"Those maybe extreme examples, but the point is that they illustrate that the Republican Party actively works against the rights and freedoms of atheists."

They illustrate that it is possible for someone to act against his own interests, a trivial point, and say nothing about the Republican Party.

Beyond the scope of this post are positive reasons to identify with the Republicans, reasons to disassociate from the Democrats, and reasons the Republican Party is the more useful one for an atheist to join in many cases.

Wednesday, January 20, 2010


Saturday, January 16, 2010


Karen Armstrong has inspired an insipid video that lies about history from its very first sentence and proceeds to advocate a climate of censorship. Excellent write up here.

Money quote:
If you're not on your knees after that, praying to your God for the cleansing hellfire to engulf all the simpering cretins in that advert, you're spiritually dead inside. One can only wonder at the mentality of people who think that showing this stuff to Ahmed the Infidel Smiter will cause him to re-evaluate his life choices. More likely he'd behead every actor in that clip, and in a fundamental sense I'd be cheering him on.
Remember to rate the video one star, but only a masochist would watch the whole thing.


New York Times Op-Ed Columnist David Brooks articulates part what I was saying in my previous post and adds some other ideas, and Chris Blattman disagrees. Blattman undermines his criticism by misaligning it with the arguments he is contesting; his post is entitled "David Brooks saves the world in 1000 words," but Brooks isn't claiming that his approach solves all problems, just some.

Wednesday, January 13, 2010


Like many westerners, I've been to the Dominican Republic but not Haiti. However, I did visit an illegal village of illegal Hatian immigrants near the border, and they didn't even have any trinkets to sell to tourists.

This article got me thinking about the situation, and the importance of having a stable society. Though we may be three meals away from anarchy, there can be no doubt that modern western cultures, when well fed, perform objectively better than Haitian culture under starvation in promoting human welfare. Humanity's knowledge will increase such that we will be able to better determine which systems are more useful under equivalent conditions, i.e. in a developed and developing country respectively. By trial and error, we've run through quite a few in the last century alone.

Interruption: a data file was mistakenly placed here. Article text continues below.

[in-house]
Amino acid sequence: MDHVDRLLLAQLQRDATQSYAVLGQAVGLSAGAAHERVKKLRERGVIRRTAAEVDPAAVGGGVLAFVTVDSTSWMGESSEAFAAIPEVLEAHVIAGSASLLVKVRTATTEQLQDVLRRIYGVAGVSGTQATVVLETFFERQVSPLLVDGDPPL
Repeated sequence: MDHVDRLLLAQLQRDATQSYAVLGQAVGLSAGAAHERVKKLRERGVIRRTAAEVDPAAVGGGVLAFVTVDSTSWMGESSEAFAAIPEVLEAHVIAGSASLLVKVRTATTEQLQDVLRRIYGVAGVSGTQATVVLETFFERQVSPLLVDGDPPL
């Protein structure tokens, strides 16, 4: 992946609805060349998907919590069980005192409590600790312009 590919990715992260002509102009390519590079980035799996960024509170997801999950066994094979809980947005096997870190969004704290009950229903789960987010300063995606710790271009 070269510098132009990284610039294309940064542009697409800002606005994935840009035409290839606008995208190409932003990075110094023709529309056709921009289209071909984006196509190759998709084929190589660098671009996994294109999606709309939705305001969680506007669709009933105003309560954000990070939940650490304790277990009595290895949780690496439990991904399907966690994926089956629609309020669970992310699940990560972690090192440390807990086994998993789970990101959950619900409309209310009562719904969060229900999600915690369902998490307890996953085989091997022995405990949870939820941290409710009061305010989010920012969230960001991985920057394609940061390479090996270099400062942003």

Will we have the wisdom to face the truth if and when we learn definitively that some cultures are superior to others?

Monday, January 11, 2010

Apparent Irony and Conservatism

If conservative ideas have merit, it is largely because of evolution by natural selection. If progressive ideas have merit, it is largely because of intelligent design.

Societies have conservative impulses, so even if ideas are introduced into them randomly the ideas' survival is evidence of their value.

Progressive ideas like Stalinism and Maoism are prone to more spectacular failure than reactionary ones, because they were created from whole cloth.

Of course, the origin of most conservative ideas was probably not random chance, but intelligent design, whether reactionary or progressive.

Insofar as the biological evolution debate is concerned, reactionaries believe in intelligent design because of at least two philosophical errors: false exclusionary disjunct and argument from incredulity. They falsely say that if evolution does not explain biological facts, it must be that an outsider created everything inexplicable, ignoring other possibilities. They further say that since they don't understand how evolution could work, it does not and could not. In contrast, progressives are not guilty of a logical fallacy, while evolution best explains biology, they are free to admit some ideas are intelligently designed. Because of this, the irony is only apparent, and the joke is on the Creationists.

My main point is to recognize that evolution can work on ideas in societies, and to be slightly conservative when judging ideas, i.e. value a record of success. The point that radically progressive ideas may have a worse worst case scenario than marginally progressive ones is important considering the diminishing marginal utility of societal benefit and increasing relative risk of radical change. This is separate from the related point that the cost of positive change may be greater than the benefit of that change.

Saturday, January 9, 2010

Torture, Morality, and the Law

58% of Americans favor waterboarding the Christmas plane bomber. Presumably even more simply found it unproductive in this case since he was cooperative and not a ticking bomb after he was caught, but would favor it in other situations.

It's commonly argued that since some torture is morally justified, some torture should be legal.

The unstated premise in this argument is that all moral things should be legal, or at least this moral thing.

I disagree with the hidden premise.

The government will use torture in some circumstances whether it is legal or not, particularly in extreme scenarios like those proffered by torture's advocates.

In such cases, many agents would still torture out of self sacrifice despite legal repercussions to themselves. In addition, they would likely not be caught. Historically, the CIA has commonly acted illegally to defend perceived national interests, and agents relied on a sympathetic agency to cover up for them. The CIA's problem has generally not been timidity or respect for apparently immoral laws. Furthermore, Americans support torture. In this environment, it would be impossible to prosecute its practitioners if they had every reason to think it was necessary, even if caught. Even if they were convicted, there would be tremendous pressure to pardon them.

The main consequences of legalizing torture would be encouraging its use when it shouldn't be used, hurting America's prestige, and ameliorating the conditions of suspects who are currently sent to Jordan and elsewhere to be tortured because of America's total prohibition.

America's level of support for torture is not extrinsic to whether or not it should be legal. Ironically, the more support it has, the less it should be legal.